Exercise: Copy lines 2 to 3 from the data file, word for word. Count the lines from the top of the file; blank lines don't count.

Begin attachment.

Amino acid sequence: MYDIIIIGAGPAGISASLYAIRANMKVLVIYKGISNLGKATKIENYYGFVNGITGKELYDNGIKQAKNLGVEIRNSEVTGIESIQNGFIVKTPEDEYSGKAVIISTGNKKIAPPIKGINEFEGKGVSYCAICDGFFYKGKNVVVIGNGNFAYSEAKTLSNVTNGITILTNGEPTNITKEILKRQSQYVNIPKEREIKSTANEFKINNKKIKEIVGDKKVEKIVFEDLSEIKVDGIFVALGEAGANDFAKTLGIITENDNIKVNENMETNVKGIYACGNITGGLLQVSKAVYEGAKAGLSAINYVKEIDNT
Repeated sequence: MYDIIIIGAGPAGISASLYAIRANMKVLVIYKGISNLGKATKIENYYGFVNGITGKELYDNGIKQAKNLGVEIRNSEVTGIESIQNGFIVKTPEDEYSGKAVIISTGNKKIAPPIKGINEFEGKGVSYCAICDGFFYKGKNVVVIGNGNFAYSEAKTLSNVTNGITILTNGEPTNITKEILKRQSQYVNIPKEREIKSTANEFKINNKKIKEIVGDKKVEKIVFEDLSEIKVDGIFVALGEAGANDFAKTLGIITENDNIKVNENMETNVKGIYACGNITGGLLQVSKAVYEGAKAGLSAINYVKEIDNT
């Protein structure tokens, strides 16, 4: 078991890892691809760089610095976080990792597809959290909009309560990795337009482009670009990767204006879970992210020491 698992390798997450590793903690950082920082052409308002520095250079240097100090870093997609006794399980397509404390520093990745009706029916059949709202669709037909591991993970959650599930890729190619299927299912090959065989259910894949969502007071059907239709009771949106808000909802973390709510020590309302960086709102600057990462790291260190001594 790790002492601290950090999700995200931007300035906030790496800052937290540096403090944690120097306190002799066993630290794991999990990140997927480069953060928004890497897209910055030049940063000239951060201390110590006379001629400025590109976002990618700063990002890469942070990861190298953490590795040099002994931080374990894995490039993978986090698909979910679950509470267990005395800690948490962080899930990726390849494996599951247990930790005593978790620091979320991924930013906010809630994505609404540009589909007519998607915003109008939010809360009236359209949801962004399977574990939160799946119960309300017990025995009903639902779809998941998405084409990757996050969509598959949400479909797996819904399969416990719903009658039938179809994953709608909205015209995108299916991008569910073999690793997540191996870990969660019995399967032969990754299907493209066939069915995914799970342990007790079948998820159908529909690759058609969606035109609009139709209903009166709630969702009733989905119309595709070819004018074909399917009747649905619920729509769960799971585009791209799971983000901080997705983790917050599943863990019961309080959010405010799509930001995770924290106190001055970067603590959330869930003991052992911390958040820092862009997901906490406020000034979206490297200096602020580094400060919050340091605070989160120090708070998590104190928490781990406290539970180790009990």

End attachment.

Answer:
Repeated sequence: MYDIIIIGAGPAGISASLYAIRANMKVLVIYKGISNLGKATKIENYYGFVNGITGKELYDNGIKQAKNLGVEIRNSEVTGIESIQNGFIVKTPEDEYSGKAVIISTGNKKIAPPIKGINEFEGKGVSYCAICDGFFYKGKNVVVIGNGNFAYSEAKTLSNVTNGITILTNGEPTNITKEILKRQSQYVNIPKEREIKSTANEFKINNKKIKEIVGDKKVEKIVFEDLSEIKVDGIFVALGEAGANDFAKTLGIITENDNIKVNENMETNVKGIYACGNITGGLLQVSKAVYEGAKAGLSAINYVKEIDNT
């Protein structure tokens, strides 16, 4: 078991890892691809760089610095976080990792597809959290909009309560990795337009482009670009990767204006879970992210020491 698992390798997450590793903690950082920082052409308002520095250079240097100090870093997609006794399980397509404390520093990745009706029916059949709202669709037909591991993970959650599930890729190619299927299912090959065989259910894949969502007071059907239709009771949106808000909802973390709510020590309302960086709102600057990462790291260190001594 790790002492601290950090999700995200931007300035906030790496800052937290540096403090944690120097306190002799066993630290794991999990990140997927480069953060928004890497897209910055030049940063000239951060201390110590006379001629400025590109976002990618700063990002890469942070990861190298953490590795040099002994931080374990894995490039993978986090698909979910679950509470267990005395800690948490962080899930990726390849494996599951247990930790005593978790620091979320991924930013906010809630994505609404540009589909007519998607915003109008939010809360009236359209949801962004399977574990939160799946119960309300017990025995009903639902779809998941998405084409990757996050969509598959949400479909797996819904399969416990719903009658039938179809994953709608909205015209995108299916991008569910073999690793997540191996870990969660019995399967032969990754299907493209066939069915995914799970342990007790079948998820159908529909690759058609969606035109609009139709209903009166709630969702009733989905119309595709070819004018074909399917009747649905619920729509769960799971585009791209799971983000901080997705983790917050599943863990019961309080959010405010799509930001995770924290106190001055970067603590959330869930003991052992911390958040820092862009997901906490406020000034979206490297200096602020580094400060919050340091605070989160120090708070998590104190928490781990406290539970180790009990």